Life advice: it’s one of the most valuable gifts we can give each other and lately everyone and their sister have been feeding me bits of wisdom they’ve picked up along the way.
I’m fiercely independent, the kind of person who doesn’t like people telling her what to do. But I’m also at an empty, possibility-filled crossroad. I don’t know what my future looks like. I don’t even know what next week looks like (I move to Seattle June 16th!)
So I’ve been listening to all this advice. And incredibly thankful for any drop of wisdom, assurance, or insights that others can give. It has been fascinating to hear different takes on life and how to live it. It’s been beautiful to see how many shapes hope takes.
While wedged between pungent boxes of cherries and a five foot tower of bok choy in one of Chinatown’s lively markets, an elderly woman with a red neckscarf told me I should become a flight attendant and double date Australian men with my mother (whom I should “never” say is my mother.) A very Italian butcher at Molinari’s Deli in the North Beach told me to move to San Francisco, which is “justa lika Seattle but fog nota rain!” He consequently wrote his phone number on my mozzarella and prosciutto sandwich’s white paper bag. And as one Davidson College staff member notes, “Always have a Plan B.” I’m pretty sure she wasn’t referring to the kind of Plan B that you get at CVS (which, interesting fact, was invented at Davidson College) but instead life back-up plans because she continued, “Almost nothing works out the exact way you envision it, but eventually everything does work out.”
I didn’t need to go to school; I just needed to graduate so everyone would impart their wisdom.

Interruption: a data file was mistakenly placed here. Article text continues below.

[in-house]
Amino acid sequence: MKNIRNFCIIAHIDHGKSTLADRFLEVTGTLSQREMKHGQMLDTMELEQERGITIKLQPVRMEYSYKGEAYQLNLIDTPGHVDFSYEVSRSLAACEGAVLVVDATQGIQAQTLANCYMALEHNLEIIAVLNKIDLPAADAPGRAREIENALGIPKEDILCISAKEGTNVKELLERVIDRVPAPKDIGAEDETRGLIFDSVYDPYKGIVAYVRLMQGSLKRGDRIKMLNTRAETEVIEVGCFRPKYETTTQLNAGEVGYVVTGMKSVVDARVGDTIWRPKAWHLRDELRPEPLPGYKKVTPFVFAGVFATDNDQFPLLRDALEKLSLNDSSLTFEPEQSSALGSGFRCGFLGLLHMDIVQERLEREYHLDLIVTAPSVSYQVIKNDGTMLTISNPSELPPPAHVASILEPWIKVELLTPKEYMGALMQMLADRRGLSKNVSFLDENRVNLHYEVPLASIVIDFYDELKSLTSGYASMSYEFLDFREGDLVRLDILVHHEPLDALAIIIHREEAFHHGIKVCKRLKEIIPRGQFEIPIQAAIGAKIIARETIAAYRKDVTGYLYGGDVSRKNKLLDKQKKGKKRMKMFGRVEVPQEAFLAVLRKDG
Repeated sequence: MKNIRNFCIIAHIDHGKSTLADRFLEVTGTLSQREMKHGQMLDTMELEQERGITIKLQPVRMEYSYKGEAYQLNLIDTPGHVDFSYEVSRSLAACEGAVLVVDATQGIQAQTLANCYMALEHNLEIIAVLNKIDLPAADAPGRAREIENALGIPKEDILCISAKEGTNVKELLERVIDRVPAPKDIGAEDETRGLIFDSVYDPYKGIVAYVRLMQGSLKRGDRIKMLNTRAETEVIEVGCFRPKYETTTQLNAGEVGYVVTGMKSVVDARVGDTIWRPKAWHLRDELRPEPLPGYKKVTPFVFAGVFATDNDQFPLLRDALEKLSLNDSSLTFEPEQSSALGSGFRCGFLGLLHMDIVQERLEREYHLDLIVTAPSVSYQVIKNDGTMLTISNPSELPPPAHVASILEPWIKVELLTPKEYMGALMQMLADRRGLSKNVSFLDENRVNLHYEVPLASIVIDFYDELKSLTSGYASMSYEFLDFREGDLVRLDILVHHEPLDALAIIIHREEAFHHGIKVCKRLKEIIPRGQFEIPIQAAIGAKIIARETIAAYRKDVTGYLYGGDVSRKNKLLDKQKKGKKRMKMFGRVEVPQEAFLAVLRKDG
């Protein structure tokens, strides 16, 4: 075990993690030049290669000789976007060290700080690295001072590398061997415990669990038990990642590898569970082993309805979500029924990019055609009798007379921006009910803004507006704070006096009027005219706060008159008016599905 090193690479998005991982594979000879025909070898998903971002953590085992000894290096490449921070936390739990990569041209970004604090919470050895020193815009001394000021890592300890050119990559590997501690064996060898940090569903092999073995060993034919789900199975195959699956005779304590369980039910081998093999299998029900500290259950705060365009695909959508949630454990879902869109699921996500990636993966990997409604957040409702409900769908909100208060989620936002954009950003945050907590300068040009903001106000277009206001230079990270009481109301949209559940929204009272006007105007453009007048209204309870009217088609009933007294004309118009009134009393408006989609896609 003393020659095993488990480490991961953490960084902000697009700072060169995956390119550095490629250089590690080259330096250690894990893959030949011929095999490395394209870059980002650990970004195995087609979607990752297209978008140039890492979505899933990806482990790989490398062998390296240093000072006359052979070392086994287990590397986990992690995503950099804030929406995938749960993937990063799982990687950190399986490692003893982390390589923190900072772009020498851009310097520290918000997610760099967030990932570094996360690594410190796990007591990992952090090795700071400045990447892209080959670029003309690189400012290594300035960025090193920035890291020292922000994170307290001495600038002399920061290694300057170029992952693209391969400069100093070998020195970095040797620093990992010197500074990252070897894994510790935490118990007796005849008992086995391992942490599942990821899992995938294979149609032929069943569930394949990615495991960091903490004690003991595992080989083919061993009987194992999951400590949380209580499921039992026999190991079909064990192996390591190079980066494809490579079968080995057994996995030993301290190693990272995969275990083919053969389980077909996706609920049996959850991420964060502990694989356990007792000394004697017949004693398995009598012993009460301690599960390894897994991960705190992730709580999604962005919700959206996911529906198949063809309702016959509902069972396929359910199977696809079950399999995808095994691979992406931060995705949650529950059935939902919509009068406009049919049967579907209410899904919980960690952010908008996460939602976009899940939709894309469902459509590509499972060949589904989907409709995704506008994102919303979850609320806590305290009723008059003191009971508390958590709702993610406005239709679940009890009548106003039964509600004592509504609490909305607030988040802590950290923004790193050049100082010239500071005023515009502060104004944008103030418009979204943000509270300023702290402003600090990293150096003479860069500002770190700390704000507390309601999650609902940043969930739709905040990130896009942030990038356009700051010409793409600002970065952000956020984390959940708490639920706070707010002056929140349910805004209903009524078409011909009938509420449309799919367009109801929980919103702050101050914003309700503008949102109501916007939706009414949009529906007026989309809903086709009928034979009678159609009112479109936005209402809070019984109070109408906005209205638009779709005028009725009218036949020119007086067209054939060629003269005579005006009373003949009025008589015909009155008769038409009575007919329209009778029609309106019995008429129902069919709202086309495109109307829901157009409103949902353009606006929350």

Some other favorite lines of advice:
“Your road is going to wind around, with many turns. Your first choice that seems so urgent right now is only the beginning, only step one.”
–P. Baker, Davidson College Faculty
“Don’t take life so seriously.”
“Stand still. Always ask why.”
“Remember to keep asking yourself, “Am I happy and am I growing?”
–Davidson College Staff
“Choose to be kind and generous. Even when you don’t feel like it. Even when you are tired or you don’t feel good or your partner or your kids are driving you crazy. Be kind after your boss yells at you and you feel terrible about yourself. Be kind when the waiter screws up your order at lunch, be kind when your assistant makes a mistake on the report you’ve got to turn in, and be kind when your parents do something that really, really irritates you.
Be kind to others because you will make a lot of these mistakes yourself. And, when you do make mistakes, know that you’ll want two things: For others to be kind to you, and to have the ability to find it in your heart to be kind to yourself.”
–F. Smith, Davidson College Faculty
After all this wonderful wisdom, I’m sure of one thing; I have so much more to learn.
Do you have any lines of life advice?
p.s. I’ve just returned to my kitchen and a recipe for a simple, nutrient-packed (yes! I swear!) flourless chocolate cake is on its way to you.